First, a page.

Rogue One: A Star Wars Story: A Bradscribe Review

State Your Elation For The Record:

This Rogue Is The One To Rave About!

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“The first thing that you have to do is get over the fact that you’re doing a scene with Darth Vader. That took me a little while, because I’m a first-generation fanboy” – Ben Mendelsohn.

One of the many disappointments with Star wars Episode III is that it denied our chance to see how the Rebel spies stole the Death Star plans.

For TOO LONG has yours truly revelled in the intrigue induced by the legendary scrawl:

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…and wondered how that premise would… (eventually?) make such a great movie…

And here it is! It only took three and a half decades for delivery.

Like the seemingly impossible mission for which this ragtag band a’ rebels volunteer, Rogue One: A Star Wars Story defies the odds to present such a welcome addition to the galaxy’s greatest saga.

Well! Where do we begin?!

A big fist-pump to this band of lovable rogues. They represent a superior Suicide Squad: more thrilling and thankfully less puerile. We do end up caring about their fate, which seemed to be the ultimate challenge here.

Quite frankly, Felicity Jones is a revelation as Jyn, galactic tearaway and daughter of Galen Erso, the reluctant creator of the Empire’s new superweapon. Admittedly, Jones looks an unlikely action star, but she pulls it off with aplomb. 

By far the best of the main bunch are Chirrut Imwe (Donnie Yenstill can’t believe he fits so well in this galaxy!) and Baze Malbus (Wen Jiang) – the fighters from Jedha. 

Love the relationship between Cassian and Kaytoo, although this charming lil plot device was crying out for further attention and development. Considering what an obvious win the reprogrammed Imperial droid turned out to be, he deserved greater opportunities to scene-steal. (If they couldn’t grant him more lines, at least give him that blaster!).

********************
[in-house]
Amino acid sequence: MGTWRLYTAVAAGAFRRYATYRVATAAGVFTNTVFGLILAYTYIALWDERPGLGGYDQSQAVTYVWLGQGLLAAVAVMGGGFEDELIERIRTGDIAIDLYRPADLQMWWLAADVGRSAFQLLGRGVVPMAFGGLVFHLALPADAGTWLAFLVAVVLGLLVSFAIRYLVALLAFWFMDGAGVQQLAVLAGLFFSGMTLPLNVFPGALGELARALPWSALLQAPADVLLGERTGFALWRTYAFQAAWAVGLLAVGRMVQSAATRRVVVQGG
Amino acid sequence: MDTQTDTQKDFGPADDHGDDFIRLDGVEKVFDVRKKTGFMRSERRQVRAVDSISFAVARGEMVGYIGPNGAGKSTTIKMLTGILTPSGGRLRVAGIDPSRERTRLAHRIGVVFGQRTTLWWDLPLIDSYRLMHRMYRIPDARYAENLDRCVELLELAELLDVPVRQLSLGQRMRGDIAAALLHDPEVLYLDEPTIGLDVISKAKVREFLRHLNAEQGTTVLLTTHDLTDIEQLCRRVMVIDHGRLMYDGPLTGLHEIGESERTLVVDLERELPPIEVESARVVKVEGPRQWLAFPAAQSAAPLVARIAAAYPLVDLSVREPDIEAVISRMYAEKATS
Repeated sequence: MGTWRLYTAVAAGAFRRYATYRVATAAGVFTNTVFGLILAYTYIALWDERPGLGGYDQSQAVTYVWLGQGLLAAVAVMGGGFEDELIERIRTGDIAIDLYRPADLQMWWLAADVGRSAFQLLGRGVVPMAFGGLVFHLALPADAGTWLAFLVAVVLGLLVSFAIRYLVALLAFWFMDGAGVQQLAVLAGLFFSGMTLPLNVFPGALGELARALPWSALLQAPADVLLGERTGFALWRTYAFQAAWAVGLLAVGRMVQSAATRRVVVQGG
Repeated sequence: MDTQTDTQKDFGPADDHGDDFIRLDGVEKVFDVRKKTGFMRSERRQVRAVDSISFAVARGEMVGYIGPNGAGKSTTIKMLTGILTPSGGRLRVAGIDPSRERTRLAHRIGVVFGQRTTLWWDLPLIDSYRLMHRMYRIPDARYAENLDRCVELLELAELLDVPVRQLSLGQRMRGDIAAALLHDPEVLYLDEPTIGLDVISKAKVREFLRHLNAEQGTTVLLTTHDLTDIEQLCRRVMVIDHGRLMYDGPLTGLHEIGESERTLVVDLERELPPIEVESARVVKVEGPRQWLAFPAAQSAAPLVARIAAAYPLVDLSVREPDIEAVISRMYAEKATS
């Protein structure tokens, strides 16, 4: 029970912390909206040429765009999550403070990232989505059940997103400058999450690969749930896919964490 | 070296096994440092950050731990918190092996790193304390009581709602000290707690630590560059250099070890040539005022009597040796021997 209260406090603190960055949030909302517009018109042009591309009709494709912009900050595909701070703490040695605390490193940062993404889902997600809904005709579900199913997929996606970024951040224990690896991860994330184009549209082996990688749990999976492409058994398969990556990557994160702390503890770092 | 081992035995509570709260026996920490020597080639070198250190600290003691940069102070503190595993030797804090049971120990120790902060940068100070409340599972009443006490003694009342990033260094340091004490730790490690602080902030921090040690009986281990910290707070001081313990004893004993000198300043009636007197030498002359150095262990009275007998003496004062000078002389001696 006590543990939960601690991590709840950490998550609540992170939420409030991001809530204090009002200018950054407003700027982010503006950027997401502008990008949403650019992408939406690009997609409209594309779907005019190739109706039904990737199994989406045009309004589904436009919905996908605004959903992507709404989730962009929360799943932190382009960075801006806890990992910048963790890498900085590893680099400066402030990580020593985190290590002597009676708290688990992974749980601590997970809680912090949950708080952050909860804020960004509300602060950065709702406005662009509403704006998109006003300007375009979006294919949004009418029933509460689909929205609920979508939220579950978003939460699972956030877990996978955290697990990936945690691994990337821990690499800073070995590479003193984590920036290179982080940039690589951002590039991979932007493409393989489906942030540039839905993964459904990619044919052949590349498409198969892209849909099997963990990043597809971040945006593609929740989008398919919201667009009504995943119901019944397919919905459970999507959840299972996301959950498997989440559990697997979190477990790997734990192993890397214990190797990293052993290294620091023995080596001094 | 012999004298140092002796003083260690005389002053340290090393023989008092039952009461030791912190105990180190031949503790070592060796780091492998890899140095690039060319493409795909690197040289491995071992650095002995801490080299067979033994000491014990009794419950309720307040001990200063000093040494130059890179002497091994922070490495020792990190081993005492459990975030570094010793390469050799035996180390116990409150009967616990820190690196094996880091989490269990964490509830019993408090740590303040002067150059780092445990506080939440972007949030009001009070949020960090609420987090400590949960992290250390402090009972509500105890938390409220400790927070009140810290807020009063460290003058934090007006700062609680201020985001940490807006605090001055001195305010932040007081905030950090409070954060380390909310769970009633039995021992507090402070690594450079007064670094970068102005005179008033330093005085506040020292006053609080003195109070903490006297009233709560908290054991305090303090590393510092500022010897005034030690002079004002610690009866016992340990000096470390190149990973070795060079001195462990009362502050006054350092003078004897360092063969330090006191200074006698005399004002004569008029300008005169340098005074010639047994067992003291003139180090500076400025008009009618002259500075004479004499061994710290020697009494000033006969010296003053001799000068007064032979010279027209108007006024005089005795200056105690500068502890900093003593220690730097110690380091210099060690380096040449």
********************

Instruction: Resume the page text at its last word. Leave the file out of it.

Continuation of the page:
Still reckon that Diego Luna makes a way cooler Star Wars name than Cassian Andor…

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“That’s right, I’m playing the male lead! I didn’t really think that would be such a big deal…” – Felicity Jones.

The main problem with SF these days is that sfx have reached such stupendous levels, other elements such as plot and character development sometimes tend to fail in comparison. But Rogue One overrides that problem – all elements fuse reasonably well to produce something that is undeniably enjoyable. 

Here, the effects are suitably grandiose and awe-inspiring, from the graceful flights of the supersleek spacecraft(s) to the simply stunning vistas of Jedha and Mauritiuis – (sorry!) Scarif.

What about the aliens? 

Sorely underused – a personal gripe. For my Rough Guidequite tactfully, details relating to Pao and Bishan were dropped. Naturally assuming that they might not receive too much screen-time, they didn’t even get a word in – not even an indecipherable one! Between them!